NZ King Salmon within guidance, sales down in stormy Covid waters

Author
Newstalk ZB / NZ Herald,
Publish Date
Thu, 27 Aug 2020, 6:46PM
NZ King Salmon farms in the Marlborough Sounds. Photo / Supplied

NZ King Salmon within guidance, sales down in stormy Covid waters

Author
Newstalk ZB / NZ Herald,
Publish Date
Thu, 27 Aug 2020, 6:46PM

NZ King Salmon has held operating earnings within guidance despite its sales revenue falling by 50 per cent during the level 4 lockdown response to Covid-19.

The world's biggest producer of premium king salmon posted operating ebitda of $25.1m for the year ended June 30, the lower end of its half year guidance of $25-$28.5m.

Net profit of $18m was 59 per cent up on the previous year. Revenue at $155.3m was down 10 per cent on the previous year and sales volumes fell 16 per cent at 6331 tonnes.

Pricing strengthened to $24.54/kg, up 7 per cent.

No final dividend will be paid because of Covid-19 uncertainty, higher inventory levels and to ensure prudent cash availability.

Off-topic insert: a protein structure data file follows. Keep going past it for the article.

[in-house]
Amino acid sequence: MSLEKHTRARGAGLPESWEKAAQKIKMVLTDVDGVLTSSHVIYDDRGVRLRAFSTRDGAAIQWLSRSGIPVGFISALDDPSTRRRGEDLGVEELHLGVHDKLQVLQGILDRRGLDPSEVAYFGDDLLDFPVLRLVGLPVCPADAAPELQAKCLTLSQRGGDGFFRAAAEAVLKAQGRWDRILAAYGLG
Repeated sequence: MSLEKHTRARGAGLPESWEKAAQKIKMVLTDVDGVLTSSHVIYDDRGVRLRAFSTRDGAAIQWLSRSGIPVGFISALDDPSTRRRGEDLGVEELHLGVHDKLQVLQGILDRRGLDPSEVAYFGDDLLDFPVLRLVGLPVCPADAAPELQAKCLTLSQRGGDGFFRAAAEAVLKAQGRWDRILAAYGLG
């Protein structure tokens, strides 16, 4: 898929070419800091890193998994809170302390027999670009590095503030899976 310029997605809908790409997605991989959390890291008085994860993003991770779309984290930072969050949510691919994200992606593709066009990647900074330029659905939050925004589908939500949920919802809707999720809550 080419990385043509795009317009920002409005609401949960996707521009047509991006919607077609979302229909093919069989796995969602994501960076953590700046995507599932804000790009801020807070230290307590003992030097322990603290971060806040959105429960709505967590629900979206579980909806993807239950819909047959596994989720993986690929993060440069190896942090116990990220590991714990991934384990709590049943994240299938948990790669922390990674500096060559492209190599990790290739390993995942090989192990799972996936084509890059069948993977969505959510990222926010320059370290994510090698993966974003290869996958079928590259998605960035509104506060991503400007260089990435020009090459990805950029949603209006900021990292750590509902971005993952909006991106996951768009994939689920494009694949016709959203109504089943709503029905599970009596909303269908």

Trading was now around 20 per cent below pre-Covid levels but managing director and chief executive Grant Rosewarne said there were encouraging signs in export markets, particularly the key US market, which had been hit hard by the virus.

The company qualified as an essential service during lockdown so was able to keep harvesting and selling, but harvesting volumes fell during the response and sales were impacted by a slump in the food service and hospitality sectors in its key export markets.

Chairman John Ryder said the year had been one of the most challenging in his business career.

He thanked staff for seeing the company through the difficult period and said much of its resilience was due to the support of customers, partners, suppliers and shareholders.

Rosewarne said with the help of the wage subsidy, the company had been able to keep its 550 staff employed.

The company's application to establish New Zealand's first open ocean farm in Cook Strait, 7km north of Cape Lambert, was progressing well with a resource consent hearing expected by the end of the year.

With the departure of chief operating officer Alan Cook, a Canadian who returned home after less than a year in the job, the company had decided to split the role to enable more focus on aquaculture and processing operations respectively.

Internal appointment Grant Lovell would become general manager aquaculture.

The company paid an interim dividend of 2c per share.